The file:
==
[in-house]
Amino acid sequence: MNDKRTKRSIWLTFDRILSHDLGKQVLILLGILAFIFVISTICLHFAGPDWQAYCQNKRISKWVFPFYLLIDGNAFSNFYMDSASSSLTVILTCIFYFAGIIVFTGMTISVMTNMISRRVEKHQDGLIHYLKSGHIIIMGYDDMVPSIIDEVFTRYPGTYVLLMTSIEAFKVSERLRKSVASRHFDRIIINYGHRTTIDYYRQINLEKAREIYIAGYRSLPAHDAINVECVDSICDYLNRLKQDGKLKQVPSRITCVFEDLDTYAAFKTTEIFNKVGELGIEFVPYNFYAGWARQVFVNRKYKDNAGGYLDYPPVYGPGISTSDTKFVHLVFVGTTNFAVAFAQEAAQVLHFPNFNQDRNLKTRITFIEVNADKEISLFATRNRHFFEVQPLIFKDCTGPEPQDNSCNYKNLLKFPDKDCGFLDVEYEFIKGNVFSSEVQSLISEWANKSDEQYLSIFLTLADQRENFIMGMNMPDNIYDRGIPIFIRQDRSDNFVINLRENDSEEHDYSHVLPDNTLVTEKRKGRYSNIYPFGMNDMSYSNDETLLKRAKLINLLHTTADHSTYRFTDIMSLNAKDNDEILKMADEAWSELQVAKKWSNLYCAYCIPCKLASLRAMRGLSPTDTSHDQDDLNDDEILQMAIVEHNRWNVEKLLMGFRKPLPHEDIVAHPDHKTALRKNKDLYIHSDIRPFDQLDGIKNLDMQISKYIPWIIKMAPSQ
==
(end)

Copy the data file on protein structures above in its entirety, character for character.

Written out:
[in-house]
Amino acid sequence: MNDKRTKRSIWLTFDRILSHDLGKQVLILLGILAFIFVISTICLHFAGPDWQAYCQNKRISKWVFPFYLLIDGNAFSNFYMDSASSSLTVILTCIFYFAGIIVFTGMTISVMTNMISRRVEKHQDGLIHYLKSGHIIIMGYDDMVPSIIDEVFTRYPGTYVLLMTSIEAFKVSERLRKSVASRHFDRIIINYGHRTTIDYYRQINLEKAREIYIAGYRSLPAHDAINVECVDSICDYLNRLKQDGKLKQVPSRITCVFEDLDTYAAFKTTEIFNKVGELGIEFVPYNFYAGWARQVFVNRKYKDNAGGYLDYPPVYGPGISTSDTKFVHLVFVGTTNFAVAFAQEAAQVLHFPNFNQDRNLKTRITFIEVNADKEISLFATRNRHFFEVQPLIFKDCTGPEPQDNSCNYKNLLKFPDKDCGFLDVEYEFIKGNVFSSEVQSLISEWANKSDEQYLSIFLTLADQRENFIMGMNMPDNIYDRGIPIFIRQDRSDNFVINLRENDSEEHDYSHVLPDNTLVTEKRKGRYSNIYPFGMNDMSYSNDETLLKRAKLINLLHTTADHSTYRFTDIMSLNAKDNDEILKMADEAWSELQVAKKWSNLYCAYCIPCKLASLRAMRGLSPTDTSHDQDDLNDDEILQMAIVEHNRWNVEKLLMGFRKPLPHEDIVAHPDHKTALRKNKDLYIHSDIRPFDQLDGIKNLDMQISKYIPWIIKMAPSQ